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Photo by Grant Cocrane

The discussion about whether the Cabinet should be cut has focused – wrongly – on whether such a move would save the government money. This has allowed government spokespersons to wriggle out of the real discussion, which is one about good governance and leadership.

The 2011 Public Sector Master Rationalisation Plan states that:

“The Public Sector Transformation Unit (PSTU) was established in November 2009 with the mandate to “lead, monitor, evaluate and facilitate the implementation of the restructuring of the Public Sector for efficient, effective and economical government” to realise the vision of ‘a transformed cohesive Public Sector that is performance-based, efficient, cost effective and service oriented.’”

How can we have a transformed cohesive Public Sector without a close examination of the Ministers who lead the process?

Back to the Plan:

“This exercise focused on the entire Public Sector to include the sixteen (16) Ministries and over two hundred (200) Entities including Departments, Statutory Bodies, Executive Agencies and Limited Liability Companies. The reasons for rationalisation are obvious, chief among them are the following:

1. Overlapping and duplication of mandates and functions

2. Organizations and structures that are no longer relevant

3. Shifts in mandate and core functions

4. Archaic systems and structures

5. Outdated Statutes

6. High wage bill relative to GDP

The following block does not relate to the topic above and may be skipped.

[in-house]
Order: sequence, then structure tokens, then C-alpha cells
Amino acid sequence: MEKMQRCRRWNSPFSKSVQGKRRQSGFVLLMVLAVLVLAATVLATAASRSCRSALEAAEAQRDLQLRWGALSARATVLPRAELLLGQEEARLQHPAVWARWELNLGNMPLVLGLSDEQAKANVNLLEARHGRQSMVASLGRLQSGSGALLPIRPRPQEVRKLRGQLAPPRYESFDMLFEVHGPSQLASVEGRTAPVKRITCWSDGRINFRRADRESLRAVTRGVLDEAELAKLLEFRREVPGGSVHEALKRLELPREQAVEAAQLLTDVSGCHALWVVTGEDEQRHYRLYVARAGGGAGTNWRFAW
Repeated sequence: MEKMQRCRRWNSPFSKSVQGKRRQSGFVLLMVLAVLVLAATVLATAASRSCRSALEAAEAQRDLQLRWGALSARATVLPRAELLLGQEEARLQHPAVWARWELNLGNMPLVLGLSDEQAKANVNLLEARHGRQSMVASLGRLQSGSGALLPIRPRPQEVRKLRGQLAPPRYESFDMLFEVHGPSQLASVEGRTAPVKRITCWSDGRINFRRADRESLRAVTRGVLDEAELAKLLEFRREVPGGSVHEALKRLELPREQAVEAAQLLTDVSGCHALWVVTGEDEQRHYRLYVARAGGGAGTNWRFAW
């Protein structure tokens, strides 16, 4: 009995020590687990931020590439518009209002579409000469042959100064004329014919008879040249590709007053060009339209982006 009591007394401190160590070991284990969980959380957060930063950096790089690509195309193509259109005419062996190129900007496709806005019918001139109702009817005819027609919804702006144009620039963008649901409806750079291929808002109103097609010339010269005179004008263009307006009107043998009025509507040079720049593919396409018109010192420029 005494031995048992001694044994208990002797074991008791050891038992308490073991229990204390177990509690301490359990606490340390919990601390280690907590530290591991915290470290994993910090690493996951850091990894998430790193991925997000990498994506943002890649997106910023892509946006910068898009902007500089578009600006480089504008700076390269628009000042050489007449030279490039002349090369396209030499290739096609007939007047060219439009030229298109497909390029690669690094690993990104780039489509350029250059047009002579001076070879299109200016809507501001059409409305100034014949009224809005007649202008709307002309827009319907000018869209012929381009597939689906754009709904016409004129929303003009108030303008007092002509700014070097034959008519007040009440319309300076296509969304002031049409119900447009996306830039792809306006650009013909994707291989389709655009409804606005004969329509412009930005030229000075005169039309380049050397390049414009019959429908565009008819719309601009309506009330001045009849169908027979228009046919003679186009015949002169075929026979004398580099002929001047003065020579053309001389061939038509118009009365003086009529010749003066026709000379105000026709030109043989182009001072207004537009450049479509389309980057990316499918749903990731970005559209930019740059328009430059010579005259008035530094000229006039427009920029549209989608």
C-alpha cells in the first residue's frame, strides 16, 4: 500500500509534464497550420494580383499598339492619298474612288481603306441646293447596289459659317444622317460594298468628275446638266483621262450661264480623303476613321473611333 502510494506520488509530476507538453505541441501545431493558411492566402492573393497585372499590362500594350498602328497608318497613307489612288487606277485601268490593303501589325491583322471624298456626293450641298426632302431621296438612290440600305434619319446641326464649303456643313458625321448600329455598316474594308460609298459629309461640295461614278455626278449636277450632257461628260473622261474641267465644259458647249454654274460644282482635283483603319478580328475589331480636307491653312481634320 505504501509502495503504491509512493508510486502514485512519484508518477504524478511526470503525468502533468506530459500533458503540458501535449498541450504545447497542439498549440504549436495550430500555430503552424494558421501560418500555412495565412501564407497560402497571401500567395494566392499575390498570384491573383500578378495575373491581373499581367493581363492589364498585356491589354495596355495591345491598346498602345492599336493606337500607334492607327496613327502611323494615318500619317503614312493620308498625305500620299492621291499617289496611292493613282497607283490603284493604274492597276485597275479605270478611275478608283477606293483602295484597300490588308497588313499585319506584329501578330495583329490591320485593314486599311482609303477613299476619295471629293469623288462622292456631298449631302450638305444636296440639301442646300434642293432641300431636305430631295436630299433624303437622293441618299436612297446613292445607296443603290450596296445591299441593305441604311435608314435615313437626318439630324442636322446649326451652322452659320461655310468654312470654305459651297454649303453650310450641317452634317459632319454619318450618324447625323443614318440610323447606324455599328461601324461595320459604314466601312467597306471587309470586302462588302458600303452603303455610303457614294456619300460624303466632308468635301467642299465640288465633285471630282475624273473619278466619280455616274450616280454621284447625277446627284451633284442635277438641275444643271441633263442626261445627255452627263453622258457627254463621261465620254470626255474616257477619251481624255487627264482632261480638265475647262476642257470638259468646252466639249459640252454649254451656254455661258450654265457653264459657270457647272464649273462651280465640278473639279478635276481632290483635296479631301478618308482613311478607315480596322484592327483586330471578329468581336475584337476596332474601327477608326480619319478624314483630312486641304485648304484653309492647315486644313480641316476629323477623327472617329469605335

7. Lack of appropriate technology

8. Lack of inter and intra-Ministry collaboration

9. Limited financial and material resources.”

How can it be “just optics” as Transport Minister Dr. Omar Davies colourfully insisted in Parliament, to ask whether the employment of 20 Cabinet Ministers is justified?

Let us be clear. The Plan did say that:

“…after extensive consideration, the decision was taken to retain all Ministries at this time, with modification in some instances to their respective core functions. It is anticipated, that with the efficiency gains over time, specific consideration will be given to the reduction of Ministries.”

However, one of the problems we have is that each Prime Minister has the flexibility to re-structure the Cabinet as she/he sees fit once the constitutional requirement of at least eleven Cabinet Ministers is observed.  So although Prime Minister Portia Simpson Miller had criticized former Prime Minister Bruce Golding for the size of  his 18-member Cabinet, on winning the December 2012 election, she promptly named two additional Cabinet Ministers, for a total of 20.

How can it then be “symbolism” to call for an examination of whether we are getting value for money from our Cabinet Ministers?

Let me be clear. I am not calling either for a cut in the Cabinet, or for a retention of the status quo.

What I AM calling for, unequivocally, is an understanding that we cannot call for prudent expenditure of taxpayers’

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money at one level and not at the other.

We cannot declare that we want to eliminate “overlapping and duplication of functions” at the civil servant level but not determine whether we have the same problem in the Cabinet.

We cannot, as the Plan does, state that we will see “mergers (that) will result in economies of scale and overall cost savings in areas to include staffing,” and not expect the Cabinet to be an integral part of that discussion.

Most of all, what I am calling for is a respectful response from the administration to the calls from civil society and a considered and thoughtful approach to the discussion.